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We were mainly there to see the British guy.
“Nice Fish,” the unassumingly charming play now onstage at the American Repertory Theater, is tastefully hewn from the folksy prose poetry of Minnesota writer Louis Jenkins, whose kitchen-table ruminations about life in the upper Midwest must fit in just perfectly when he makes his periodic appearances on "A Prairie Home Companion."
But it’s the involvement of Mark Rylance, as the play’s co-adapter and featured player, that makes this 90-minute one-act a red-letter item on Greater Boston’s winter theatrical calendar.
The much-celebrated founding artistic director of Shakespeare’s Globe in London, Rylance won his third Tony Award just last year for playing Olivia in a reportedly uproarious all-male “Twelfth Night.” (The same company played “Richard III” on alternating performances; Rylance’s turn as the title character in that one nabbed a separate Tony nomination.) During rehearsals for “Nice Fish,” Rylance went ahead and got nominated for a Best Supporting Actor Academy Award, for work in Steven Spielberg's spy drama “Bridge of Spies,” starring Mr. America, Tom Hanks.
“Nice Fish,” which will head from Cambridge to St. Ann's Warehouse for its New York premiere after it closes here on Feb. 9 (its first production was at Minnesota's Guthrie Theater in 2013), is not the most demanding role Rylance has ever tackled. But he’s clearly having great fun in this whimsical but sometimes poignant production directed by his wife, Claire van Kampen.
Rylance is Ron, an ice fisherman whiling away the time on a Minnesota lake during the last day and a half of the fishing season. Actually, Ron’s there more to drink a few beers and hang out with his friend Erik (Jim Lichtscheidl), who attentively fusses over his fishing gear and waits, sometimes anxiously, for a bite.
They are joined in turn by an officer of the Department of Natural Resources (Bob Davis) who facilitates a bit of comic relief in an extended exchange about the various permits required of the two men; fellow fisher Flo (Kayli Carter), who hangs out on a couch set up outside an ice house encasing a hot tub; and bearded sportsman Wayne, played capably by poet Jenkins in his stage debut.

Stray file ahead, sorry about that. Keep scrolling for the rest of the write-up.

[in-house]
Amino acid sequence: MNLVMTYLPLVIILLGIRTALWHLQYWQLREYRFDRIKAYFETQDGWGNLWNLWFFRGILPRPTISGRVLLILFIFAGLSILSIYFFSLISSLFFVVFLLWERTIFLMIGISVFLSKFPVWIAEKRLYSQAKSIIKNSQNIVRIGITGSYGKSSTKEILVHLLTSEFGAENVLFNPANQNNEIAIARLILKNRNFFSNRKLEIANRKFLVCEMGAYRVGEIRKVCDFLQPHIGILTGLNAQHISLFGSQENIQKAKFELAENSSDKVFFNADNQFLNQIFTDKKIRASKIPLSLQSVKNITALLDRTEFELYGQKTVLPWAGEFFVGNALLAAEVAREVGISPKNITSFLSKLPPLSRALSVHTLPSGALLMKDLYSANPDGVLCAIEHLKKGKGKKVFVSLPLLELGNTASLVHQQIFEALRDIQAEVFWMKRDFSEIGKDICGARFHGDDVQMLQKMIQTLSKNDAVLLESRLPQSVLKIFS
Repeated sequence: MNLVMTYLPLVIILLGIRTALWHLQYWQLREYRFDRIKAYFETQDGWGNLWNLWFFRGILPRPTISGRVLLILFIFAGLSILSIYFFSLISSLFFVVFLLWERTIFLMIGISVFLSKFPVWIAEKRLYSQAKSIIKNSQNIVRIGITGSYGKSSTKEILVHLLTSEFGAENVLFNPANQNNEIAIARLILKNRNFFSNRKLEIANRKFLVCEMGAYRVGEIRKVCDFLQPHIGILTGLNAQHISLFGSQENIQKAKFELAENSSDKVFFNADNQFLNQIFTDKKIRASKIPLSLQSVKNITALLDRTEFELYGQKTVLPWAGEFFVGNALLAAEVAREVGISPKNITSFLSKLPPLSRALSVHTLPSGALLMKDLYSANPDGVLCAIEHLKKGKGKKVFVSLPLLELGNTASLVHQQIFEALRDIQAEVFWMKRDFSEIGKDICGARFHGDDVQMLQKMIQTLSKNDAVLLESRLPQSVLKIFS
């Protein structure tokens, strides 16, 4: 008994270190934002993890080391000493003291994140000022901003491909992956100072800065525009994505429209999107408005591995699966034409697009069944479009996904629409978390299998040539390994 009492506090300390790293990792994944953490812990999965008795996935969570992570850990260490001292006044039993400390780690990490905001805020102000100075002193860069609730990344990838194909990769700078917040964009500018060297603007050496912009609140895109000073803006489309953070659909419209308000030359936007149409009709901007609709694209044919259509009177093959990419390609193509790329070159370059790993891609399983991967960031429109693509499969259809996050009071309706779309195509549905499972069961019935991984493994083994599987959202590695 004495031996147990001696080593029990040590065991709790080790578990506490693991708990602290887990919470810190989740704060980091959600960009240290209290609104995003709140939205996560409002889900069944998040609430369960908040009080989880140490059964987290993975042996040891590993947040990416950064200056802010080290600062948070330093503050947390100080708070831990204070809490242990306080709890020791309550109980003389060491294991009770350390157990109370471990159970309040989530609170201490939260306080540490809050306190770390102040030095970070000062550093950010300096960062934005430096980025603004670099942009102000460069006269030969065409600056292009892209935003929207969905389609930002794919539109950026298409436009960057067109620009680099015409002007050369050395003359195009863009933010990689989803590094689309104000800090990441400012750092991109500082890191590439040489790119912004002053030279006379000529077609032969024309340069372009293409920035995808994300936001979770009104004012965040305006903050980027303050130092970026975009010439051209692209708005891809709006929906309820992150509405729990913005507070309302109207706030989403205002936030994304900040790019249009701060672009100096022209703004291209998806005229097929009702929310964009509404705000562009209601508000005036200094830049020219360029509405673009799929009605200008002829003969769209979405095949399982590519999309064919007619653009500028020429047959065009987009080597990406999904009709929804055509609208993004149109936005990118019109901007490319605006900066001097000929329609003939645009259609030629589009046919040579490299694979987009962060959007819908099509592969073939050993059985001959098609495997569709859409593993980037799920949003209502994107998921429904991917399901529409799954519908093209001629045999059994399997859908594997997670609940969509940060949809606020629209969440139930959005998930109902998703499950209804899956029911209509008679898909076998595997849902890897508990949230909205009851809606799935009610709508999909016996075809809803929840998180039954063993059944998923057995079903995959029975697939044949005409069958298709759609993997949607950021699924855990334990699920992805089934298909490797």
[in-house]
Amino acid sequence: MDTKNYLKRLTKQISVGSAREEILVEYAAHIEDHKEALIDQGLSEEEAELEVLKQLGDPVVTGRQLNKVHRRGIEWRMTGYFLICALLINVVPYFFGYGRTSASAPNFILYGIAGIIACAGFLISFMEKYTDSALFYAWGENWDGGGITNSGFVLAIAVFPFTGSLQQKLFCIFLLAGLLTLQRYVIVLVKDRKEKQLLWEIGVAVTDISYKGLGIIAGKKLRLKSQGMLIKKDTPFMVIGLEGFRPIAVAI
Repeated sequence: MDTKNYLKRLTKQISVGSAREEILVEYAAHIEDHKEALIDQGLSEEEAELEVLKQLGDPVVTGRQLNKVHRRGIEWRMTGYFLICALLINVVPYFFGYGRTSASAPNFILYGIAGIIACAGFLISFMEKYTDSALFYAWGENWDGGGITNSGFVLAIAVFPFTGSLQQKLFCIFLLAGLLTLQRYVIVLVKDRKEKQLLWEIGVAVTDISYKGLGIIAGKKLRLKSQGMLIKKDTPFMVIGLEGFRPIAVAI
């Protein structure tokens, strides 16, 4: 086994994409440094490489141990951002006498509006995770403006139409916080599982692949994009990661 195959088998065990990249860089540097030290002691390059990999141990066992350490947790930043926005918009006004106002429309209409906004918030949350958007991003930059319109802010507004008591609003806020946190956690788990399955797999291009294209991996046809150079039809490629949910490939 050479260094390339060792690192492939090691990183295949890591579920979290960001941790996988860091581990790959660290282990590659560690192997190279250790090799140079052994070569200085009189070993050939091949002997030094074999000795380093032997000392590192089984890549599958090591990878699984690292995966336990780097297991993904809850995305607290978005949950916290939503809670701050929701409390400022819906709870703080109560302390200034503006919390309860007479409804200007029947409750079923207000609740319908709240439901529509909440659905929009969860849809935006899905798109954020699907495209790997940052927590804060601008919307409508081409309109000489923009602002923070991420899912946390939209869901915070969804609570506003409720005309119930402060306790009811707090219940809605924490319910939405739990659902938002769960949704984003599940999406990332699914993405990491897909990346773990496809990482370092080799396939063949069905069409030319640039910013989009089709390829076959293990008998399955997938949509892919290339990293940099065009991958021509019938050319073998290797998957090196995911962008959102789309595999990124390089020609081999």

Not a lot happens, per se, and the five actors mainly take turns reciting Jenkins’ highly vernacular poems, which indeed sound almost like the stream-of-consciousness meanderings of these weird but thoughtful folk — though some transitions from speech to speech feel more conversational than others.
There’s much here about remembering good times of the past, the passage of time and of love and the impermanence of human existence. “You are a blip or a bling,” the more cynical Erik tells Ron at one point, “part of the background noise. A remnant from the Big Bang.”
Rylance, who was born in England but lived much of his childhood in suburban Milwaukee, speaks here in a sludgy drawl, as if each word is freshly summoned from the chilly depths of an earnest but none-too-sharp mind. Ron drops his mobile phone into a hole cut in the ice, is quick to laugh at his own wry observations and has a merry little setpiece as he voices the thoughts of a snowman. Ron is a welcome companion, even if he scares off the fish. The actor can’t hide the good time he’s having in this role, nor should he.
Though most of his stage time is occupied with comic work, there’s a moment when Ron’s musings about a community of seals who are all named Earl turns with striking swiftness into a piercing lament doused in pathos. “How else are you to live except by denial,” he exclaims, with tears threatening to enter the picture, “by some palatable fiction, some little song to sing while the inevitable, the black and white blindsiding fact, comes hurtling toward you out of the deep?” For some hair-raising moments Rylance may as well be lighting into Macbeth’s “Tomorrow, and tomorrow, and tomorrow” speech. Please sir, may we have some more?
Todd Rosenthal’s scenic design evokes the snowy loneliness of the milieu, and Ilona Somogyi’s costumes are right on. As heard here, Jenkins’ work is full of humor even as it gestures at the seeming futility of human activity; bits of magic realism add to the quirkiness, even when Ron, Erik, Flo and Wayne wax poetic about loves lost quickly and lives lived slowly.
In a final coup de théâtre, Ron and Erik become the subjects of their own wildlife pursuit. These two go fishing for more answers than they ever reel in, and are reminded — as are we — that life can be as out of control as a drifting ice floe.
Correction: An earlier version of this post misidentified Bob Davis as Ron Davis. We regret the error.
Jeremy D. Goodwin contributes regularly to The Boston Globe, The ARTery (where he is also an editor), Berkshire Magazine and many other publications. See more of his work here. Follow him on Twitter here.
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